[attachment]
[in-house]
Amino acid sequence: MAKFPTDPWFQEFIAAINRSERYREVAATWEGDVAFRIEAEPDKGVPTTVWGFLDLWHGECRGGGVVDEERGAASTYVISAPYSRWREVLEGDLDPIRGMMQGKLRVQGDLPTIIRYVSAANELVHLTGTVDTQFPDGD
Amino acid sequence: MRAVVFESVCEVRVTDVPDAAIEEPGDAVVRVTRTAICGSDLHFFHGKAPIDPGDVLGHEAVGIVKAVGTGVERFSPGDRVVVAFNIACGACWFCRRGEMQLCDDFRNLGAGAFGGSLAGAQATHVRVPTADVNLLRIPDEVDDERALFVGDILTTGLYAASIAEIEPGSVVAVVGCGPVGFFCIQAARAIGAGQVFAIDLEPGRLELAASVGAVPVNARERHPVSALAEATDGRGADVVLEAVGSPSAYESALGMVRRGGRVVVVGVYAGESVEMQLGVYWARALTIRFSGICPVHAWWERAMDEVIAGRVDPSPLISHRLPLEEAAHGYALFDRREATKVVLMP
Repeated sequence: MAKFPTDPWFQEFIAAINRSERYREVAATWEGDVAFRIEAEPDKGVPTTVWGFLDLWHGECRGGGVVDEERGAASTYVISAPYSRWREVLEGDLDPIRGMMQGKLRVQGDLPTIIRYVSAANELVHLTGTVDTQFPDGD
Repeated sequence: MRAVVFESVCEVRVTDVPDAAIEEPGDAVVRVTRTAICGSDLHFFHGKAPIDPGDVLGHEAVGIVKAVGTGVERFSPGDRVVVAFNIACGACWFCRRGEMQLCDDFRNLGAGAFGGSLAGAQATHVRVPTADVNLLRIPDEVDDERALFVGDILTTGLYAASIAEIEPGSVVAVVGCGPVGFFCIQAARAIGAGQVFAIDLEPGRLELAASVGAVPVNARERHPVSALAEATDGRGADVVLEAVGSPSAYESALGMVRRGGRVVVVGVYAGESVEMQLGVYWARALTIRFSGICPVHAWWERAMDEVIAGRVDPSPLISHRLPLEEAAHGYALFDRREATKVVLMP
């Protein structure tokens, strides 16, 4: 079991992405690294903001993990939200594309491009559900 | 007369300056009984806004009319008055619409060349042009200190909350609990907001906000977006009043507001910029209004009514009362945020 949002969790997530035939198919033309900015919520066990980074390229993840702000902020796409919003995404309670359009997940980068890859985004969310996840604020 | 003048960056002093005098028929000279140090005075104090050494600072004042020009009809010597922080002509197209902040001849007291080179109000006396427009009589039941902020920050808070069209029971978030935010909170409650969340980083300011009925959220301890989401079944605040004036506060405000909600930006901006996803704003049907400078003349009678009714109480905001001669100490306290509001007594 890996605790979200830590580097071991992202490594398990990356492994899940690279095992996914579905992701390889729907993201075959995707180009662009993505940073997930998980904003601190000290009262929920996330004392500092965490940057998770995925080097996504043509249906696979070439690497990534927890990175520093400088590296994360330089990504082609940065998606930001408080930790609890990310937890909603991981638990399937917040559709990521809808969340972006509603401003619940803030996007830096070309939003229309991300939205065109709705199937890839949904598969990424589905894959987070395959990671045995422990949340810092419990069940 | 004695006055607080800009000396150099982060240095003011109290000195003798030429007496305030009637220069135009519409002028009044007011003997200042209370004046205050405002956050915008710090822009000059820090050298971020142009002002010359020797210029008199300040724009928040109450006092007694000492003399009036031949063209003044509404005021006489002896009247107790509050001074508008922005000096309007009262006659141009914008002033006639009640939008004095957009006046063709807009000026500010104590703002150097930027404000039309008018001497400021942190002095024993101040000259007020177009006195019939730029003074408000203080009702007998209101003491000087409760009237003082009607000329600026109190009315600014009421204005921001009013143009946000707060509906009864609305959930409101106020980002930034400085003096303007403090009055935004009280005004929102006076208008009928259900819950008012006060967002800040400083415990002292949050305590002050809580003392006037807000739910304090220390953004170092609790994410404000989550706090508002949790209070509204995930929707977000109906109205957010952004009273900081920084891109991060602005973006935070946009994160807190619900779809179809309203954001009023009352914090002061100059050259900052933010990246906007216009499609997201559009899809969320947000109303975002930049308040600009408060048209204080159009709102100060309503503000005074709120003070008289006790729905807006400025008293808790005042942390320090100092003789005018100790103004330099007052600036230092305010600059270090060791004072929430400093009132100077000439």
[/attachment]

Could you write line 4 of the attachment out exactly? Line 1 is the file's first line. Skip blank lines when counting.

Repeated sequence: MAKFPTDPWFQEFIAAINRSERYREVAATWEGDVAFRIEAEPDKGVPTTVWGFLDLWHGECRGGGVVDEERGAASTYVISAPYSRWREVLEGDLDPIRGMMQGKLRVQGDLPTIIRYVSAANELVHLTGTVDTQFPDGD